13.July 2013

We live in a pretty small apartment near the centre of Cologne and unfortunately do not own a garden. And we don´t have a special waste bin to separate organic waste. All our landlords attempts to make residents separate their organic waste properly failed. To separate the organic waste from the plastic bag, in wich it is carried to the bin, seems to be too much for Joe Citizen. Thus so far we had to throw every organic waste in the residual waste bin. I have to say, for me growing up with a proper compost in the garden, it hurts a little bit every time I have to throw away potentially good potting soil. A real compost needs space and time though, which makes it not an option for our balcony. That leads me to an interesting experiment: A compost system for the kitchen.


It consists of two buckets, that are used on a rotating basis. When one bucket is full, it will start working on its own until the next one is full. Closed air tight, it promises to give no bad smells into our flat. Since it takes quite a while to make a good compost soil, we have to help it a little bit. We add Bokashi, a ferment from microorganisms, to accelerate the proceedings. This idea comes from Japan, which is known for its lack of space. As a further side effect, it produces fresh organic and liquid fertiliser that can be draught from the bottom of the bucket. Consequently, no carrying heavy flower soil and no buying expensive fertiliser and no packaging for those anymore… Sounds fantastic – if it does work too, I will try for you.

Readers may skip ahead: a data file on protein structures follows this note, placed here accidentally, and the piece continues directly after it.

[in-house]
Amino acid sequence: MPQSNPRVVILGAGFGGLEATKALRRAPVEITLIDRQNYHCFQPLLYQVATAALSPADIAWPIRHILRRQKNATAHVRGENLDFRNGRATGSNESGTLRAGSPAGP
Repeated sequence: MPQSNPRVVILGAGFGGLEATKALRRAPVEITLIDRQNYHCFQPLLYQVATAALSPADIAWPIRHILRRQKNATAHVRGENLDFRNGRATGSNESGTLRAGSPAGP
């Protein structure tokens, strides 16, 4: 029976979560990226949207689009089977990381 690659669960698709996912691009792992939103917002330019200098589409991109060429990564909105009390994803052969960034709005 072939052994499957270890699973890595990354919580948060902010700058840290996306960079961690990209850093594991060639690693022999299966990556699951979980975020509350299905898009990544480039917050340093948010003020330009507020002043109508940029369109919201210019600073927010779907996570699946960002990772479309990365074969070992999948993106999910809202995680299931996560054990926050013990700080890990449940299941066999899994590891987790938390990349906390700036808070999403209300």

The first items found their way in already …



UPDATE –  3 weeks later

The bucket is halfway full. There is really no smell from the outside. From the inside there is just this discreet sourly, but not unpleasant smell, that was mentioned in the user manual. Using this bin is slightly more of an effort, then just throwing everything in one bin. The leftovers you put in there you have to flatten, to leave as little oxygen as possible in it. Then you strew some Bokashi on top of it and close the buket properly again. I don´t do this every time I have some left overs, but collect them in a bowl and only fill the basket once a day or so.


UPDATE – 04. August 2013

The first bucket is full by now. Everything works as planned so far. But slowly I start to wonder, what happens after my bag of Bokashi is empty. It doesn´t seem to be easy to get separately.

UPDATE 09.Oktober 2014

This update is more than past due I´m afraid. I filled both buckets as written in the manual. After the second one was full too, I took a look into the first one, to take out the converted flower soil. The sceptic ones of you can think of, what I found in the bucket. Well it definitely wasn´t soil. After some research I folded the content of both buckets in flower soil and left it be over a small journey to find myself. After I did find myself eventually after six month I came back and checked my compost again. And surprise, surprise – it looks pretty much like soil. Only some pieces look untouched. Avocado skins and stones and eggshells.

ZeroWasteLifestyle Bokashi

Résumé: I wouldn´d want to recommend these buckets. The ferment seems to work, but it needs a different handling. I saw some videos on the internet that looked quite successful. Maybe under different circumstances it can work quite well, but it is not as simple as it is meant to be. Furthermore the ferment is not easy to get, especially not if you want to avoid packaging. But the liquid fertilizer is a pretty neat bonus.

My next compost experiment is gonna be a worm composting box. Bonus here is not just soil and fertilizer, but also fresh worms for fishing whenever they are needed. If you can´t wait, just have a look at this experiment.

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